New Canaan CaTS

Career Transition Support Group

New Canaan CaTS © 2016  |  All Rights Reserved

111 & 178 Oenoke New Canaan CT 06840 US              +1.203-952-4084  

Your Interviewing

Vince Lombardi once said “Luck is when preparation meets opportunity.”  And there is nowhere that statement applies more than in the job interview.  So review below the steps you can take before, during and after to interview effectively.  And prepare to get lucky.

Before The Interview

Think of the interview as your opportunity to demonstrate how you can help the interviewer and her / his organization during a give and take discussion.

Accept an interview opportunity whenever one is offered.  Your objective is to get an offer.  You can always reject an offer once it is in hand, but in the meantime, you have had the chance to polish your interviewing skills and your ability to showcase yourself.
Research, research, research!  The more you know about the position and the hiring organization, the more confident and prepared to handle the interviewer’s questions you will be.
Areas you should dig into include:

Job description

  • What are the key responsibilities and qualifications?
  • Build a specific case proving that you are a perfect fit for the position
  • Cite your strengths, core competencies, and how you add value to organizations

Hiring organization

  • Understand the business it is in--  how does it make a profit?
  • What problems does the organization face, and how can you help solve them?
  • What problems does the department face, and how can you help solve them?

Industry in which the company competes

  • Understand the industry in which the organization competes
  • What are the challenges?
  • What are the opportunities?

Sources of information:

  • Job description--  as it appears in the newspaper, on the job boards, or as provided by the recruiter
  • Company web site--  a great way to understand the hiring organization, but remember, all the information has been crafted to reflect favorably on the company
  • Competitors’ web sites--  these help you think about how the company can compete more successfully
  • Internet search engines like “Google”--  the items retrieved can be extremely helpful in understanding “the straight scoop” about the company and industry

Take notes.  Writing down the findings of your due diligence will help you remember them, and provide you with a convenient summary document you can review just prior to the interview.

If you think it will help you state your case that you are a perfect fit for the position, bring examples of past work that you have done that is salient to the opportunity at hand.

Get a list of the names and titles with whom you will be interviewing.  It will help you anticipate questions and address thank-you notes after the interview.  Bring an extra copy of your resume for each person, just in case one or more have not had the chance to review it.
Allow yourself plenty of time to get to the interview.  You do not want to be late under any circumstances!

As one adage suggests, "Dress for success."  Dress professionally.  If you do not know the dress code of the hiring company, always wear appropriate business attire--   tasteful dress or suit for the ladies (no open-toed shoes, short skits, or cleavage, please), suit and tie for the gentlemen (avoid jeans and tennis shoes).  It never hurts to be overdressed, but it can be very embarrassing to be under-dressed.  In fact, it can make for a negative first impression, which is often the kiss of death!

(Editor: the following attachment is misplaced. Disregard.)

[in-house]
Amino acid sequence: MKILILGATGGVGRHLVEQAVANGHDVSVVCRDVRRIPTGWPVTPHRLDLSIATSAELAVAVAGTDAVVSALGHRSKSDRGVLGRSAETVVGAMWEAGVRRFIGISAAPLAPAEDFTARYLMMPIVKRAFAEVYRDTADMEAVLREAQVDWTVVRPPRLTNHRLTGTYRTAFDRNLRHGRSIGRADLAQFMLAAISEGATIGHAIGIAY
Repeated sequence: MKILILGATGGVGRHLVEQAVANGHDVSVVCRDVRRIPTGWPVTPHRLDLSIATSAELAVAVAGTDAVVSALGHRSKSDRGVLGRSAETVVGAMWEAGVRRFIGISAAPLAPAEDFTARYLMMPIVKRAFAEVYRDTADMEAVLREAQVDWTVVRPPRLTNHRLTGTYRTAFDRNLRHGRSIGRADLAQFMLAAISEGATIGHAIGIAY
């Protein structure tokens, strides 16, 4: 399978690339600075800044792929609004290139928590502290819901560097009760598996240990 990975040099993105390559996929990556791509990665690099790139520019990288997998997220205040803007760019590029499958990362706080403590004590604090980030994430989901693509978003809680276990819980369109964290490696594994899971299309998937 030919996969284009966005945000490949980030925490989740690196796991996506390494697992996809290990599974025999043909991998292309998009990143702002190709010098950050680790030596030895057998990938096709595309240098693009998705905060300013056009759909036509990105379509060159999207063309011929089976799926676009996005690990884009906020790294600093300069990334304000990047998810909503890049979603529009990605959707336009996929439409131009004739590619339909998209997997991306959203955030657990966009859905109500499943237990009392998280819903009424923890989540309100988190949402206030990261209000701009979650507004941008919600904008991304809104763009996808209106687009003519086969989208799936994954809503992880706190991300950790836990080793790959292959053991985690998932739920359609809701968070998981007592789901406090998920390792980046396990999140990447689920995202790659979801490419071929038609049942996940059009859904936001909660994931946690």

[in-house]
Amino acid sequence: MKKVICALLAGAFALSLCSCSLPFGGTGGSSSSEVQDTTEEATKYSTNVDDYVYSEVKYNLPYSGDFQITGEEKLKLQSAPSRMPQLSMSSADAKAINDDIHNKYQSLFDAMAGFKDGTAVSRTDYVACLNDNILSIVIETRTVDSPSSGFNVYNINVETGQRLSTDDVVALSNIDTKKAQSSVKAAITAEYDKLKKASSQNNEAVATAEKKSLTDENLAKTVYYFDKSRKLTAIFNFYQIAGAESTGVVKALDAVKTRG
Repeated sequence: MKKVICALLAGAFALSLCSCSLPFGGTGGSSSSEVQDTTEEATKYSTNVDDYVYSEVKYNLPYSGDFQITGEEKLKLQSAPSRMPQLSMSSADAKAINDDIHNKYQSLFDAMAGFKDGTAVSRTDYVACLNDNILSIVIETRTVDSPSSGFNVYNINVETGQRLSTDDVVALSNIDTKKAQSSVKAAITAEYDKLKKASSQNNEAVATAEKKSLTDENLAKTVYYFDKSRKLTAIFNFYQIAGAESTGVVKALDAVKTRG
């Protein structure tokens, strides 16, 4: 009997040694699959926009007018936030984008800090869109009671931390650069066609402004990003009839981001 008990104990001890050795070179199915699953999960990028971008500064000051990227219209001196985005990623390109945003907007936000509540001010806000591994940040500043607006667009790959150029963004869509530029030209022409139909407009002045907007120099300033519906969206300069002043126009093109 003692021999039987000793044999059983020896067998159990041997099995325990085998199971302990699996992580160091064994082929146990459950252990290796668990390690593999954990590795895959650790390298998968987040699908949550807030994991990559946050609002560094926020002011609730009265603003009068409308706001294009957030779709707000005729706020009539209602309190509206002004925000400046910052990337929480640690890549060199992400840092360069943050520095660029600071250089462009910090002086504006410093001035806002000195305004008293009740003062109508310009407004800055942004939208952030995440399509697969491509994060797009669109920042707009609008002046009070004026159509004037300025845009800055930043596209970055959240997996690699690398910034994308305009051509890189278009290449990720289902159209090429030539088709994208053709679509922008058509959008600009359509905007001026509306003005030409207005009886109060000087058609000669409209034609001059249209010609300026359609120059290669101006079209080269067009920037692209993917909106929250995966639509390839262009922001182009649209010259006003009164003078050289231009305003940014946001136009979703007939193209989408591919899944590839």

During The Interview

  • Be relaxed.
  • Smile frequently.
  • Maintain direct eye contact but please no fixed, open-eyed stares that bore into your interviewers skull.
  • Project a professional demeanor.
  • Be honest.
  • Be positive:
  • Never criticize a former boss or company, or complain about your past experiences.  
  • Never allude to your weaknesses.
  • Portray past mistakes or failures in a positive manner.
  • Use the questions you are asked to state your case that you are a perfect fit for the position.
  • Use your opportunity to ask questions to better understand:
  • The company’s challenges, opportunities, and culture
  • The interviewer’s management style, how she / he deals with people
  • Take notes.  As a courtesy before doing so, you may want to ask for permission from your interviewer.
  • Be observant.  You can garner many cues about how an organization operates, what its culture is, and what it would be like to work there just by observing your surroundings during the interview.
  • Ask for the job.
  • From the interviewer, understand next steps and timing--  that is, how soon you can expect some feedback?

After The Interview

As soon as possible, find a quiet spot and do a written “data dump” of the interview.  List absolutely everything you can recall that was said, or that you observed.  If you wait, you will forget much of what you experienced.  These notes will be helpful to review should you be called upon for a second interview, or should you receive a job offer.

Within 24 hours, send thank you notes to everyone you interviewed.  E-mail is acceptable, but each note should be worded slightly differently.  Write the equivalent of a business memo moving the discussion forward with new topics, agendas, and ideas, and ask for time to follow through in deeper discussions. Thank each individual for the time extended, and close by stating that you are a good fit and very interested in the job.

If you receive no feedback within the time frame promised, contact the company and politely ask fir a status update.